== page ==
Three things you need to know about Litigation and property

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Disputes are a natural, though unwanted, part of doing business. They most often arise with regard to property transactions. Cardinal Litigation + Dispute Resolution
is a Perth CBD-based legal practice which offers strategic commercial litigation and dispute resolution services to domestic and international clients across a range of industry sectors.Property related disputes usually fall under three categories, namely, nuisance, breach of sale agreement, and lease related disputes.

Every homeowner / occupier has a right to quiet enjoyment of their property in Australia. A legal nuisance involves a neighbour acting in a way which results in substantial, unreasonable and ongoing interference to the use and / or enjoyment of one’s land. It could include smoke, smells, noise, overhanging trees, etc. In such cases, the affected person can seek remedy under the law of nuisance. The occupier who complains about what appears to be a nuisance caused by a neighbour can apply to court for an order to stop the nuisance injunction or an order that the neighbour pay compensation (damages). Where there is a nuisance, the Magistrates Court can grant injunctions.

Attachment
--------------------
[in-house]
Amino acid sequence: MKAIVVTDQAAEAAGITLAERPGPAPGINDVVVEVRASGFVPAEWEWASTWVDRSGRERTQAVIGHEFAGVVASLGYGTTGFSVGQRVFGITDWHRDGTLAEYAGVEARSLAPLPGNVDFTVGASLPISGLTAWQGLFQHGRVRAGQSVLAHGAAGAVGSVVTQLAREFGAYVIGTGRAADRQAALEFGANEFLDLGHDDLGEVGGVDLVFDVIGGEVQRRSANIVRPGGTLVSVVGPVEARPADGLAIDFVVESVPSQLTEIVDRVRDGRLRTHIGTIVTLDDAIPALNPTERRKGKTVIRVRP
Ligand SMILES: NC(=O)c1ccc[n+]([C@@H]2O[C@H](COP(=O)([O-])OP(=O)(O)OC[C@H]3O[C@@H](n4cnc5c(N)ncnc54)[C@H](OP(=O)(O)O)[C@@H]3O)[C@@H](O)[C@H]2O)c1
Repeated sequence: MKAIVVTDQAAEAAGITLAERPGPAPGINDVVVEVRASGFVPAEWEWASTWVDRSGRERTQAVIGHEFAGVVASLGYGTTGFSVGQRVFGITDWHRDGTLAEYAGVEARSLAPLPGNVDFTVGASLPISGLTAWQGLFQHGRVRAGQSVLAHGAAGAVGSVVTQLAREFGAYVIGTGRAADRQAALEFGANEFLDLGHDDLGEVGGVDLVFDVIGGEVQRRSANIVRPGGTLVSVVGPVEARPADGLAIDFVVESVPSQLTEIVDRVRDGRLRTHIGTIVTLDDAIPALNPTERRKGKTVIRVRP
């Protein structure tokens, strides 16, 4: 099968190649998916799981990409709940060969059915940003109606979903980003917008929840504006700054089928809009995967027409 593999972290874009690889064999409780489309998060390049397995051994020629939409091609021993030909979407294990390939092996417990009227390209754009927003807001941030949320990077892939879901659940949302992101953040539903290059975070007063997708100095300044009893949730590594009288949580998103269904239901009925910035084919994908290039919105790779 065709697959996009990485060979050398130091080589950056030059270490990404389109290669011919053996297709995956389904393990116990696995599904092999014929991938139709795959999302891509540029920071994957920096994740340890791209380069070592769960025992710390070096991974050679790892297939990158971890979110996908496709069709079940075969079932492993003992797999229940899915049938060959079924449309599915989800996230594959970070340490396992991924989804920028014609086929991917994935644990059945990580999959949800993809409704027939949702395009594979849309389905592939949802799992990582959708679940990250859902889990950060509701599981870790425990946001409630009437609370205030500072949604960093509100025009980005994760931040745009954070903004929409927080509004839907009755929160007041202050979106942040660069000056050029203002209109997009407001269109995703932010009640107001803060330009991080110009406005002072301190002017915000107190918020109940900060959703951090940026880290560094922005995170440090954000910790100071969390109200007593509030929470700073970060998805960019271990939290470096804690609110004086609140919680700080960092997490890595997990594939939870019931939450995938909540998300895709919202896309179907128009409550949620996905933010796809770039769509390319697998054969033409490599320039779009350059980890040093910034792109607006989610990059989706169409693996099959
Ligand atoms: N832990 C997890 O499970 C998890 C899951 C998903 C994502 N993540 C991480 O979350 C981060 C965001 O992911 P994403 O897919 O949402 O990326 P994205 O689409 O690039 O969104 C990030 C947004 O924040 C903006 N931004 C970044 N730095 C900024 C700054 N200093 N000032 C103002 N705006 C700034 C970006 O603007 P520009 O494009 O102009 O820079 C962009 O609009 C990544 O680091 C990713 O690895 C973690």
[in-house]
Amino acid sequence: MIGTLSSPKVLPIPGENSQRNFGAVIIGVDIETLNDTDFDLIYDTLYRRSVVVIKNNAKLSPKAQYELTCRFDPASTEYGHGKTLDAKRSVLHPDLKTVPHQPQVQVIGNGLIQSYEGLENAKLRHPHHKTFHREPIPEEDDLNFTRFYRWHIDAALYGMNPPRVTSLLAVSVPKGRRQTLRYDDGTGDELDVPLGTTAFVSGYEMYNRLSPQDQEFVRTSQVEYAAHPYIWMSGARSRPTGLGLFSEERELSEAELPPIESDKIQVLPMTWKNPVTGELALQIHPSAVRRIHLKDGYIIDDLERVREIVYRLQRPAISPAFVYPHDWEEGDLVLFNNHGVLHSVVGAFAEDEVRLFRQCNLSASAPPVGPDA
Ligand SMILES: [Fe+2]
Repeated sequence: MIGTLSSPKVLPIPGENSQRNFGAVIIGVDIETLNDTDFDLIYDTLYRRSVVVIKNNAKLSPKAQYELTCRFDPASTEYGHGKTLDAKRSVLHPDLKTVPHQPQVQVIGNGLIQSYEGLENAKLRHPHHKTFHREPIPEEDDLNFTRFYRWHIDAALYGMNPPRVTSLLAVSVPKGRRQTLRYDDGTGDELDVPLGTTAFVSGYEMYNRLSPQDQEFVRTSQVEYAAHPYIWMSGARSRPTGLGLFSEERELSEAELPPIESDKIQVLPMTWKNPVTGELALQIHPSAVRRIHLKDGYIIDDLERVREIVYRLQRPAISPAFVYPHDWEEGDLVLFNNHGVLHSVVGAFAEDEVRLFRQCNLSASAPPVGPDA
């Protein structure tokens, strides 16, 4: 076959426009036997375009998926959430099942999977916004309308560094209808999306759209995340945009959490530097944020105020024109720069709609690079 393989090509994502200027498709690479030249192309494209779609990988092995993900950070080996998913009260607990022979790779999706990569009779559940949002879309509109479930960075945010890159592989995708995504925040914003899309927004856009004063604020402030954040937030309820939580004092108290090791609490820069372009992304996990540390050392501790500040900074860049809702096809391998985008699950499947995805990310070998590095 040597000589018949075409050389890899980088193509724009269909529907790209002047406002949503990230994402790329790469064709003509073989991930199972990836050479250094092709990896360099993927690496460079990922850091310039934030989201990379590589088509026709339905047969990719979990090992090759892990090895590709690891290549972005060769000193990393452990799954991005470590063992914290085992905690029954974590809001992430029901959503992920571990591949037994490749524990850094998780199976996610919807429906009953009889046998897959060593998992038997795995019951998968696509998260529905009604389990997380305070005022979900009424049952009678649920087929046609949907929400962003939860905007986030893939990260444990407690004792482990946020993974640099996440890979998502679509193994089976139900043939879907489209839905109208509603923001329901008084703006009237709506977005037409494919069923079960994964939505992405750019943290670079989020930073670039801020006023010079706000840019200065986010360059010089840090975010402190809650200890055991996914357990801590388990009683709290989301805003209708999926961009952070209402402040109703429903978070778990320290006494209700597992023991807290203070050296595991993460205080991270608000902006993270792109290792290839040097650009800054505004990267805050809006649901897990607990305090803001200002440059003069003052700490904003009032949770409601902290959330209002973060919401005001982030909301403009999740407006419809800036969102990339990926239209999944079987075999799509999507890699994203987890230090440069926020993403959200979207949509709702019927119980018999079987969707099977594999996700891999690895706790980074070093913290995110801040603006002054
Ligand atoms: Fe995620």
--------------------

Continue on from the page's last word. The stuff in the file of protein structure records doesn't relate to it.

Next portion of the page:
Breach of sale agreement takes place when the buyer or the seller fails to comply with the terms outlined in the contract for sale agreement. This can take place due to many reasons, a party may misunderstand their obligations, they may no longer have capacity to perform, or they may no longer be willing to perform the same. When one party breaches a contract, the other party may ask a court to provide a remedy for the breach. The court may order the breaching party to pay money to the non-breaching party in the form of damage compensation. Alternatively, the court may order the party to do what they promised to do under the contract, which is referred to as specific performance.
Lease disputes arise when an occupier fails to pay rent, a breach in the terms of the lease agreement (such as subletting without permission), damages to the premises, failure to maintain the premises, refusal to vacate the premises at the end of the lease. In some cases the landlord may not be allowing the tenant the quiet enjoyment of the premises or he may be withholding the security deposit.

In all instances mentioned above one must consider alternative dispute resolution methods (such as mediation) before considering litigation as the latter can take a lot of time and energy along with substantial costs in the process of resolution.